When it comes to World Cups, one thing is abundantly clear, the women’s tournament and the men’s tournament are not treated the same.
The latest difference to irk the teams are the hotels. Specifically, teams that are playing each other have been staying in the same hotels, creating awkward situations for the players and coaches.
While speaking with the media, Germany coach Silvia Neid, who is staying in the same hotel as the US team before Tuesday’s semifinal, expressed her frustration with the situation (via Soccer America and Yahoo! Sports).
“I believe this doesn’t meet the level of professionalism you should expect at a World Cup,” Neid told the media. “You run into each other all over the hotel, stand together in the elevator, in the lobby. Even if you know and like each other, it’s not easy always having to make small-talk. It was especially uncomfortable after the quarterfinal, constantly encountering the sad French players. That makes one somehow sad, too.”
Neid went on to explain that it has been the same all tournament, also noting that they had to share a hotel with Sweden after defeating them in the first round of the knockout stage and adding, “FIFA must by all means evolve.”
United States coach Jill Ellis agreed that it is awkward, noting that she nearly walked into Germany’s meal room leading up to their semifinal matchup. Ellis also admitted she wasn’t sure how it is handled at the men’s tournament. Grant Wahl clarified.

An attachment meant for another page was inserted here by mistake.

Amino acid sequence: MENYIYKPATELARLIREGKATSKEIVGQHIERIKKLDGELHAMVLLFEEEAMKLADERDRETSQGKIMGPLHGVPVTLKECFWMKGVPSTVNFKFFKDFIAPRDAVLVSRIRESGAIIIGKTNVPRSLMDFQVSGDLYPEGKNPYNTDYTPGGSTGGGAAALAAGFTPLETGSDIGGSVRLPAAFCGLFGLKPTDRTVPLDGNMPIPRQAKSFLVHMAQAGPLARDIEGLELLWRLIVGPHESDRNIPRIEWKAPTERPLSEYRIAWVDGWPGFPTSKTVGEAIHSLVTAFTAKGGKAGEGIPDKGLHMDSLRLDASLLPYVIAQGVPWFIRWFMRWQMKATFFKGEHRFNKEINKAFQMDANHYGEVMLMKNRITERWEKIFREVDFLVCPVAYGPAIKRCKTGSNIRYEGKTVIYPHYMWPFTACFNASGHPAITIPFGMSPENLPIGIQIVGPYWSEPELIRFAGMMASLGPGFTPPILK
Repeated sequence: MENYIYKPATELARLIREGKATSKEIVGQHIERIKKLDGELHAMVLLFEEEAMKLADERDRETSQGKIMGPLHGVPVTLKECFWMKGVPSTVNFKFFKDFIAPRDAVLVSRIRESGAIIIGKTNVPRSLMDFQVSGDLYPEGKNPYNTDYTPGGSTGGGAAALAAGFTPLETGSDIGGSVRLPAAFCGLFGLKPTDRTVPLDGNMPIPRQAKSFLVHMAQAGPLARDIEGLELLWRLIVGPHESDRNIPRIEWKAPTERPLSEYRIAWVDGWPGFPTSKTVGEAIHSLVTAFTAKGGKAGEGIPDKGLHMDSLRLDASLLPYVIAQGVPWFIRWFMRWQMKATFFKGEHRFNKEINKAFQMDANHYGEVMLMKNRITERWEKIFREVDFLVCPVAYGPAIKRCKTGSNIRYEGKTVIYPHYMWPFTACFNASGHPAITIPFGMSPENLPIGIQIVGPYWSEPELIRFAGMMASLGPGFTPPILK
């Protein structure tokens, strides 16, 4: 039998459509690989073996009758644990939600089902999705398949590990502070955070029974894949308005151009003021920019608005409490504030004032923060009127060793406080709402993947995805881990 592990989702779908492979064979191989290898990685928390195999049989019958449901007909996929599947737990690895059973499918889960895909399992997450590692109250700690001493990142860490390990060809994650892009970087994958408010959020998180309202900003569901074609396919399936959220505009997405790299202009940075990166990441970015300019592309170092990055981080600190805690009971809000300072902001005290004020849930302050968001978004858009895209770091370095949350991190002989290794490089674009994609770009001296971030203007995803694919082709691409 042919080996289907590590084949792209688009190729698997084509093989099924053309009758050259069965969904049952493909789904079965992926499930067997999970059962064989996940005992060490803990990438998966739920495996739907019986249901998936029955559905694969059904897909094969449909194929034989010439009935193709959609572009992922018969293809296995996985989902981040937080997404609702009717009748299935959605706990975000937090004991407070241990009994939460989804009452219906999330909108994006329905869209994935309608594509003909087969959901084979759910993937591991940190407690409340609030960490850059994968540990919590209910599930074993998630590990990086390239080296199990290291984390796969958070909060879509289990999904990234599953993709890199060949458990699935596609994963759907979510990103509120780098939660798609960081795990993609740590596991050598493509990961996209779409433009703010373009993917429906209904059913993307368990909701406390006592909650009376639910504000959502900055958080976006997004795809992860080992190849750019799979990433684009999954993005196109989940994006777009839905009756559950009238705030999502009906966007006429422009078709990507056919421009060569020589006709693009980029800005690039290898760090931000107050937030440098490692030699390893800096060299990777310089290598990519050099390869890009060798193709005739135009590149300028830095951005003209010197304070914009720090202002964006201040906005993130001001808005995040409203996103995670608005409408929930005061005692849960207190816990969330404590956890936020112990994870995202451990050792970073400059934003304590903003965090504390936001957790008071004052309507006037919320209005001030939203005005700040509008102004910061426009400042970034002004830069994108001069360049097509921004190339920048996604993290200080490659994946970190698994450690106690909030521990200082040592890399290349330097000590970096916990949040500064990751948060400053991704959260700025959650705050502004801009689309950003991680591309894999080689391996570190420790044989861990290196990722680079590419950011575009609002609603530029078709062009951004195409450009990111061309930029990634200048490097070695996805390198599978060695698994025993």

I can answer Jill Ellis’s question on whether men’s World Cup teams also have to stay in the same hotel as their opponent. They don’t.
— Grant Wahl (@GrantWahl) June 29, 2015
The differences in the men’s and women’s World Cups has been painfully obvious throughout, starting with FIFA’s decision before the tournament to play all of the Women’s World Cup games on artificial turf, something not required of the men and something objected to by many of the female players due to how hard the surface can be on the body. This led to a group of women’s soccer players unsuccessfully suing FIFA.
There was also the tournament draw, which forced two of the top teams in the world, No. 3 France and No. 1 Germany, to play each other in the quarterfinals in an effort to boost attendance and television ratings.
And there is the enormous disparity in the amount of money up for grabs, $US358 million in last year’s men’s World Cup compared to just a $US15 million purse for the Women’s World Cup.
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